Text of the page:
Advisory measure asks “Who speaks louder: Voters or dollars?”

Courtesy of Wikimedia Commons
Courtesy of Wikimedia Commons

The California State Supreme Court has recently voted to reinstate an advisory measure regarding campaign finance reform onto the November ballot. This advisory measure creates no new laws or taxes; it simply asks the voters their opinion on the U.S. Supreme Court’s ruling in the infamous “Citizens United” case from 2010.

But what makes a court ruling from five years ago so important?

It’s important because the Supreme Court’s ruling furthered the idea that money equals speech. Let that idea sink in for a second. If political spending is a form of free speech, then people with more money are given the right to speak louder than everyone else.             

It used to be that candidates for political office only had the money to pay for political ads if enough people donated to them directly (starting in the 1960s, presidential elections also started getting matching funds from the federal government). This is not so anymore. For the past few years, corporations, unions and individuals with large sums of money have had the option to funnel millions of dollars into organizations known as “Super Political Action Committees” (Super PACs). These super PACs are allowed to independently campaign for political candidates as long as they are not “directly working” with them. But proving that a super PAC is coordinating with a particular candidate is tough and punishments for those who do coordinate are rare.

How can a democracy be “by and for the people” when the rich have such a large amount of influence over our political discourse?

There’s no question in my mind that the issue of campaign finance reform is one of the most important this upcoming November, but there will be no direct votes on how to fix the system. The most direct way to reverse the Citizens United ruling involves three-fourths of the states ratifying a constitutional amendment. Not an easy task to be sure, but one that is worthy of attention. However, the advisory measure that will be on the 2016 ballot does nothing to bring about that constitutional amendment. The only thing the measure does is inform the legislature of how the voters feel about the Citizens United decision. (Do you feel that money should equal speech?).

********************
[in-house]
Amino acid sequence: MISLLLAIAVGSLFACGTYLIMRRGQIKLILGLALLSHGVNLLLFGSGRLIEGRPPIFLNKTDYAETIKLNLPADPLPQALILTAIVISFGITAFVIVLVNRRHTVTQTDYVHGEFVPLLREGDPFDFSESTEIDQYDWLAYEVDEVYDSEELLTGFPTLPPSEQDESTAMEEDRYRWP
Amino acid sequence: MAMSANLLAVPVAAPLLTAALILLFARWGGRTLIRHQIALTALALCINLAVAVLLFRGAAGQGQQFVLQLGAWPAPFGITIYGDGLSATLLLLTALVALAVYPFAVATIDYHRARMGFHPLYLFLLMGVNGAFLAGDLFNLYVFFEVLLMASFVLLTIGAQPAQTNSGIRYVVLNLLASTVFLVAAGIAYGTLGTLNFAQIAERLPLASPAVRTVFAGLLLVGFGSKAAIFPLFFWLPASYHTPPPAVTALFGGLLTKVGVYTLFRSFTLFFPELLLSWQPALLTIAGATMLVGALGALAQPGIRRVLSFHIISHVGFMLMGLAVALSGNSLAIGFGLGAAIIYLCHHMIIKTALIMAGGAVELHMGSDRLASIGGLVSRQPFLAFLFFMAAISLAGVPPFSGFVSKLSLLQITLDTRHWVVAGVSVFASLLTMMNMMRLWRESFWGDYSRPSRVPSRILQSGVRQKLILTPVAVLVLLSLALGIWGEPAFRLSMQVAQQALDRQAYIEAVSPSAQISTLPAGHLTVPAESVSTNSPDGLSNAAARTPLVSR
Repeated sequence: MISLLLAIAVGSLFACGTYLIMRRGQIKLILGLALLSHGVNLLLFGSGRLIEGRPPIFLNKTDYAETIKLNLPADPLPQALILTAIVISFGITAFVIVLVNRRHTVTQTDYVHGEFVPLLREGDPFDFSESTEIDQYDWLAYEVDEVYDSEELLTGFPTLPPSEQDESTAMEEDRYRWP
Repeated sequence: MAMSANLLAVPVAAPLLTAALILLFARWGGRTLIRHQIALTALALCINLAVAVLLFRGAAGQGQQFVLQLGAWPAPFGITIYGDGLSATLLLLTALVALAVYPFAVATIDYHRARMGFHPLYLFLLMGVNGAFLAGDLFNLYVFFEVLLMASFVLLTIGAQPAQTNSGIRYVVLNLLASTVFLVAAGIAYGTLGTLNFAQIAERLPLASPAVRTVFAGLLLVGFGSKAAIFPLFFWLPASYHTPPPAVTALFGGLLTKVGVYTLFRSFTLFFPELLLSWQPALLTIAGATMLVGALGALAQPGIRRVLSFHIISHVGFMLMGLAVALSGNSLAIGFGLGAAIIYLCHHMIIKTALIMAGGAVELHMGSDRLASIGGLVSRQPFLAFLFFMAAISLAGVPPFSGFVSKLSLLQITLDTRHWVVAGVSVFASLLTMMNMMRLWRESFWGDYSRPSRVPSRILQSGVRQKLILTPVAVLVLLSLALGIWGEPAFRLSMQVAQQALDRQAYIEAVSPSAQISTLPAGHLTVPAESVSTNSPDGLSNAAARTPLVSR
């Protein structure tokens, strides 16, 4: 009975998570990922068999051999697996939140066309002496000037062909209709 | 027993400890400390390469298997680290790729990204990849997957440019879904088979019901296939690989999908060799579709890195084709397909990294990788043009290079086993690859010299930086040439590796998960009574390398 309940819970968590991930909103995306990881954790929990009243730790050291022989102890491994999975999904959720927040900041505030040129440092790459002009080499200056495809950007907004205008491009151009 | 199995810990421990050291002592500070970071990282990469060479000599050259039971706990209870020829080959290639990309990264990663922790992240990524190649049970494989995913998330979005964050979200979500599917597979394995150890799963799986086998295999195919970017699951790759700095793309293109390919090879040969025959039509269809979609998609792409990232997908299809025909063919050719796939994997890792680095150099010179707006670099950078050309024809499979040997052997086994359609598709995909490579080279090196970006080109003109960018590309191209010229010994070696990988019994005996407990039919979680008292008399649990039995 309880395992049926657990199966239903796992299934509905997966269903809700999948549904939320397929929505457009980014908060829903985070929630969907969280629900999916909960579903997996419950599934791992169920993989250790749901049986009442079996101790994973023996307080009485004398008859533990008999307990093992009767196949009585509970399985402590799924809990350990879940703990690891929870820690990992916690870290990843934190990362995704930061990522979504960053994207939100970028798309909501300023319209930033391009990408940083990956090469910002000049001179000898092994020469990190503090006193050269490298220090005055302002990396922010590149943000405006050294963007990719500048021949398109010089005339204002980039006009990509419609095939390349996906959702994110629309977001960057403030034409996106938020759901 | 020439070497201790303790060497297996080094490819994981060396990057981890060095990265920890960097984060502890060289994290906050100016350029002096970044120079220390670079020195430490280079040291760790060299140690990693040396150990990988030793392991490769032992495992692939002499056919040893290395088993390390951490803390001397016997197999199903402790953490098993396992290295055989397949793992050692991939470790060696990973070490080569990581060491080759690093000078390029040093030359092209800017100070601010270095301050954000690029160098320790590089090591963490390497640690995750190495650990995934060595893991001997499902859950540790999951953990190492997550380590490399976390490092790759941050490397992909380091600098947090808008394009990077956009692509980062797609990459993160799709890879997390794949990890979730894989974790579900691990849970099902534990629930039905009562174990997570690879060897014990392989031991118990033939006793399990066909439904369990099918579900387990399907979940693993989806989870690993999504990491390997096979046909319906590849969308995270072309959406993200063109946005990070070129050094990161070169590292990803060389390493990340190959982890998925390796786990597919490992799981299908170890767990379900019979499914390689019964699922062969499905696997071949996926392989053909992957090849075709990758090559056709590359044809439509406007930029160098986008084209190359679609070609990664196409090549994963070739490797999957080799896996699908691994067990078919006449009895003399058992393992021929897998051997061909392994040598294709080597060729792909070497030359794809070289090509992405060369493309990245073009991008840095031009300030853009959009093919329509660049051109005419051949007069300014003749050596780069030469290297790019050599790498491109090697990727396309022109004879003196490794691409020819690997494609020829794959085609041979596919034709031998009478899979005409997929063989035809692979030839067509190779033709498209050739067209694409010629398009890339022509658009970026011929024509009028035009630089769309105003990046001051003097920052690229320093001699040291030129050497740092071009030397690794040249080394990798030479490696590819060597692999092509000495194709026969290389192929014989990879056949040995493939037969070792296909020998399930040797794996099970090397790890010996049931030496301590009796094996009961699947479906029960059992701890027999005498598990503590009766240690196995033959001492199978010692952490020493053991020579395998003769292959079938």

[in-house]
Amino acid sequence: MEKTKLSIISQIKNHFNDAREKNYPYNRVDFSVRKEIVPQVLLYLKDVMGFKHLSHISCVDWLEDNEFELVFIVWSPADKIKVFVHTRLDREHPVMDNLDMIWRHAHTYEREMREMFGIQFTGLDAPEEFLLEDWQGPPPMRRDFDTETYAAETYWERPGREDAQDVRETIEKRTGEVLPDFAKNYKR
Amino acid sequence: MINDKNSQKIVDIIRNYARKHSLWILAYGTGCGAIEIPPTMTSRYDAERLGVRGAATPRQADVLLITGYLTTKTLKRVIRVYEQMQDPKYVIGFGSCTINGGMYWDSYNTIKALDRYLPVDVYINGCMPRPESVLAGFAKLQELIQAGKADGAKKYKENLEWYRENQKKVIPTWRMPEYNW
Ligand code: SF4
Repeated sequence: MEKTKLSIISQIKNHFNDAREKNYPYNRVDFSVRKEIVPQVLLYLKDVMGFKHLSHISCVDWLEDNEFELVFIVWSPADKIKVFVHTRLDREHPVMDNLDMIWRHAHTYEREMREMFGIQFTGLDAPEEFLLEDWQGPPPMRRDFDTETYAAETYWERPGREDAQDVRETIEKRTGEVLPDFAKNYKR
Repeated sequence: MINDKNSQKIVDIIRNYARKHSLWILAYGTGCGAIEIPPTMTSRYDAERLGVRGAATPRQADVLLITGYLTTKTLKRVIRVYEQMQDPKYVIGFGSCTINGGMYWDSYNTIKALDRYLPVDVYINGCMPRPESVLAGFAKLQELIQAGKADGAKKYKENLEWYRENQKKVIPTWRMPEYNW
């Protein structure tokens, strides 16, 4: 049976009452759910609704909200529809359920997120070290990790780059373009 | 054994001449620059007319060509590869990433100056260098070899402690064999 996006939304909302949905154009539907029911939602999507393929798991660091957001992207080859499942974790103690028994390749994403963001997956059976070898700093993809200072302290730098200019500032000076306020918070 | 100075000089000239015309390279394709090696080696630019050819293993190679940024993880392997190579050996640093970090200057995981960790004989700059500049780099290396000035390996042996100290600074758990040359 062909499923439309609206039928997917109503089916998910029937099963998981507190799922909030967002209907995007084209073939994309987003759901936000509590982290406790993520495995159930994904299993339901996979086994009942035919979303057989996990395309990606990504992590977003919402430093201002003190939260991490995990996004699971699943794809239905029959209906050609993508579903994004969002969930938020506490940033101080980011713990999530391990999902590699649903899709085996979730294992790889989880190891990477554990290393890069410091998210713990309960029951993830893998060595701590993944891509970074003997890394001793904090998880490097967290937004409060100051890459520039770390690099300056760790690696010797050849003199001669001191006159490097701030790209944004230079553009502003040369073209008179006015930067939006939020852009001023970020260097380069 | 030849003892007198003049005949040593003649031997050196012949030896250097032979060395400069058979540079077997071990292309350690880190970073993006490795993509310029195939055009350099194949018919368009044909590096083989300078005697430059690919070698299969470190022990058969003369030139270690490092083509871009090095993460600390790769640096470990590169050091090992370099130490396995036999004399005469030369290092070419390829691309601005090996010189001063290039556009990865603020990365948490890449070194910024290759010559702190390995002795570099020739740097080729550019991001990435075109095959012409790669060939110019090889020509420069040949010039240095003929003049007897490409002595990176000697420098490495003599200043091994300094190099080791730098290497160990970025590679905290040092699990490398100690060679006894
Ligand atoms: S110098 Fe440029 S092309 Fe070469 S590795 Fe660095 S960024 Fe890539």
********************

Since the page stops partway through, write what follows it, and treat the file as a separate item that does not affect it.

Does that mean that the advisory measure is completely superfluous? Certainly not. The issue of campaign finance reform is often avoided by mainstream media in favor of more sensational topics, such as the threat of terrorism or Donald Trump’s latest tweets. This is odd, considering a recent poll found that 78 percent of Americans want the Citizens United ruling to be reversed. If voters in November respond “yes” to the advisory measure in overwhelming numbers, we may start to see mainstream media take notice of this issue.

Okay, since the advisory measure has symbolic importance for an issue that needs more attention, it’s a slam dunk right? Well, not entirely. Putting campaign finance reform on the ballot is not only a way of getting voter input, but it’s also meant to increase voter turnout among Democrats. The state legislature knows that most Democrats are passionate about this issue and are more likely to go to the polls and vote if they feel there is something at stake. State legislatures across the country know this tactic very well. Republican legislatures in red states used the same tactics by putting gay marriage bans on their ballots to increase Republican turnout.

The cynical voter might say that the advisory measure’s use in manipulating voter turnout is reason enough to avoid this election. That view is narrow-minded and naive. Political parties always use every tool at their disposal to win elections and using an advisory measure to squeeze out a few more votes is a far cry from the kind of “corrupt dirty politics” that comes to mind when the word “politician” is spoken. You know what really is corrupt? Letting rich individuals spend millions of dollars to influence elections in states they don’t even live in, something that’s perfectly fine under the Citizens United ruling.

Campaign finance reform is an important issue, perhaps the most important domestic issue of the 21st century. Does this advisory measure do much to address that issue? No, but voters should still be given the chance to speak out. When the results of this advisory measure are tallied, the real question will be: Who speaks louder, the voters or the dollars?

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